New study finds that short-term memory is improved 20% by walking in nature, or even just by looking at an image of a natural scene. Marc G. Berman and colleagues at the University of Michigan wanted to test the effect of a walk's scenery on cognitive function (Berman, Jonides & Kaplan, 2008; PDF). These results replicated a previous study by Berto (2005) who found that just viewing pictures of natural scenes had a restorative effect on cognitive function.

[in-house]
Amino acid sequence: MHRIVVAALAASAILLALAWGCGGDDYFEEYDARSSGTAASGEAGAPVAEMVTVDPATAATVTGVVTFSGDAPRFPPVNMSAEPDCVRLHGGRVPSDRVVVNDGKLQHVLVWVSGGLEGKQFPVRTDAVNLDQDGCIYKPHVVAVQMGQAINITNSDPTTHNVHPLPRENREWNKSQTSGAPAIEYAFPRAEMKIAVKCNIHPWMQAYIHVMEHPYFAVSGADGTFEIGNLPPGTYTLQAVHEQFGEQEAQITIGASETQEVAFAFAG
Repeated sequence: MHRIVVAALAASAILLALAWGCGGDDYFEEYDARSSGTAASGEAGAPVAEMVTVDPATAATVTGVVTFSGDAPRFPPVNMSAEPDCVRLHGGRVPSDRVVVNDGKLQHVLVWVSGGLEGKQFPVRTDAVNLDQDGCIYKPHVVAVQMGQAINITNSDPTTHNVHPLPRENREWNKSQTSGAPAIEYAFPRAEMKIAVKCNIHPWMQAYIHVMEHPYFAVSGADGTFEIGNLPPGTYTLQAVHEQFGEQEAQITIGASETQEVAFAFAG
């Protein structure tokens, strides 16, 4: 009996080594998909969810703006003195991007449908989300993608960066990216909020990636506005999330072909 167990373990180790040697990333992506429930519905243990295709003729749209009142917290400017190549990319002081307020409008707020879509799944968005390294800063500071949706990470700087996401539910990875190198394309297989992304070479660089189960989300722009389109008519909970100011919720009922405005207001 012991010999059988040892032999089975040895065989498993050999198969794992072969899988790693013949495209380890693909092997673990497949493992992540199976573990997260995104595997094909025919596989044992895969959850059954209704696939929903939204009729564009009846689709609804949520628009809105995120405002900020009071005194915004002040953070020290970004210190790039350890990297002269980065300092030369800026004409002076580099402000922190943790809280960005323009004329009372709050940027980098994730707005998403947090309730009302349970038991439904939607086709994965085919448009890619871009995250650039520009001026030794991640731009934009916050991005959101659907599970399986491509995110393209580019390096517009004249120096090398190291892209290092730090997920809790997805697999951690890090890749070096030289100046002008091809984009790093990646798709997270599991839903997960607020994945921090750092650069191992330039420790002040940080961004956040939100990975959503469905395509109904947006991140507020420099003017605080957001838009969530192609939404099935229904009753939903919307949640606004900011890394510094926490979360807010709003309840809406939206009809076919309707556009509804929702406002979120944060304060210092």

What is it, then, about being immersed in real natural scenes that allows the mind to unwind?

Kaplan (1995) provides a nice explanation based on the idea that attention is split into two types: Involuntary attention and Directed attention. Natural scenes only engage our involuntary attention modestly: it's enough to stop us getting bored, but not so much we need to engage our directed attention to work out where to put our focus. Effectively gazing at the sunset gives our directed attention a rest and we can let our minds wander.

It would be interesting to test how other natural areas provide even greater benefits not only in memory but in perception, communication, executive function...

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